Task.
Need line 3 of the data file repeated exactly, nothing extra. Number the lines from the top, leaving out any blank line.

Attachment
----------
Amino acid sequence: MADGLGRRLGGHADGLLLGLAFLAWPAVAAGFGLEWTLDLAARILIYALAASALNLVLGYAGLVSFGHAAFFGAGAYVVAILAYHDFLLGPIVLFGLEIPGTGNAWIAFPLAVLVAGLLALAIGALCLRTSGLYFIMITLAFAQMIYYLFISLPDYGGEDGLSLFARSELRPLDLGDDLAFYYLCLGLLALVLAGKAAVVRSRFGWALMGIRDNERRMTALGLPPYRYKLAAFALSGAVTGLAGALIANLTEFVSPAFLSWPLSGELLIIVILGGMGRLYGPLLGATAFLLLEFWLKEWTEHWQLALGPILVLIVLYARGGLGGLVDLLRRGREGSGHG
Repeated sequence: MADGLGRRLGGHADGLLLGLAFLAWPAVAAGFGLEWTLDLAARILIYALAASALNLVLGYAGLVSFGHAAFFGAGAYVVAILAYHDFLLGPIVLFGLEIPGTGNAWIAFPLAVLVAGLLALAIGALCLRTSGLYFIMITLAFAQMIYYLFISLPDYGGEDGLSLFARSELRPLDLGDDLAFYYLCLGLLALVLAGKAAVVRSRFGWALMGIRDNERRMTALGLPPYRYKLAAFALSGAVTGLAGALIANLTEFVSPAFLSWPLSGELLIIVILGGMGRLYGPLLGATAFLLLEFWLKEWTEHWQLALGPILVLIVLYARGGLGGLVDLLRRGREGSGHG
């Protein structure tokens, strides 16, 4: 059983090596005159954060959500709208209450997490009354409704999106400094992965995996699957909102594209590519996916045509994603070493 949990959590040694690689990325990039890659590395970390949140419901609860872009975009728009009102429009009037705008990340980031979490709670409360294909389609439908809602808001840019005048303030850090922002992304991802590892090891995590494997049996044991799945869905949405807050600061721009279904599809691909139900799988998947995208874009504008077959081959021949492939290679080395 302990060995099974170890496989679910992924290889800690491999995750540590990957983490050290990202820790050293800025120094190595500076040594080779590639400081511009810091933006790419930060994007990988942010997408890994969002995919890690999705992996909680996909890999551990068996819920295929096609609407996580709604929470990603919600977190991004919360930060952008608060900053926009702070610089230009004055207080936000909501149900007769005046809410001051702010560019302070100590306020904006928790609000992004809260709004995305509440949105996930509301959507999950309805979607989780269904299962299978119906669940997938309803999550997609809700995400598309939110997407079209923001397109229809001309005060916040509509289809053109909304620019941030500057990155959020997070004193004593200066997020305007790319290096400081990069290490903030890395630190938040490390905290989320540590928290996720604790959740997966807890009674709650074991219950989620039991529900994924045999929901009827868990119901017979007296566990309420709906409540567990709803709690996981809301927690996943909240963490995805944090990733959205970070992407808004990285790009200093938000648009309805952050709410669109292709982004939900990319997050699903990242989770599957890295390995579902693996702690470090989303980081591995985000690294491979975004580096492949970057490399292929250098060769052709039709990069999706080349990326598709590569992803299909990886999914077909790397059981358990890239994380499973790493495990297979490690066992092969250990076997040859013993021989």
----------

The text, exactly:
């Protein structure tokens, strides 16, 4: 059983090596005159954060959500709208209450997490009354409704999106400094992965995996699957909102594209590519996916045509994603070493 949990959590040694690689990325990039890659590395970390949140419901609860872009975009728009009102429009009037705008990340980031979490709670409360294909389609439908809602808001840019005048303030850090922002992304991802590892090891995590494997049996044991799945869905949405807050600061721009279904599809691909139900799988998947995208874009504008077959081959021949492939290679080395 302990060995099974170890496989679910992924290889800690491999995750540590990957983490050290990202820790050293800025120094190595500076040594080779590639400081511009810091933006790419930060994007990988942010997408890994969002995919890690999705992996909680996909890999551990068996819920295929096609609407996580709604929470990603919600977190991004919360930060952008608060900053926009702070610089230009004055207080936000909501149900007769005046809410001051702010560019302070100590306020904006928790609000992004809260709004995305509440949105996930509301959507999950309805979607989780269904299962299978119906669940997938309803999550997609809700995400598309939110997407079209923001397109229809001309005060916040509509289809053109909304620019941030500057990155959020997070004193004593200066997020305007790319290096400081990069290490903030890395630190938040490390905290989320540590928290996720604790959740997966807890009674709650074991219950989620039991529900994924045999929901009827868990119901017979007296566990309420709906409540567990709803709690996981809301927690996943909240963490995805944090990733959205970070992407808004990285790009200093938000648009309805952050709410669109292709982004939900990319997050699903990242989770599957890295390995579902693996702690470090989303980081591995985000690294491979975004580096492949970057490399292929250098060769052709039709990069999706080349990326598709590569992803299909990886999914077909790397059981358990890239994380499973790493495990297979490690066992092969250990076997040859013993021989």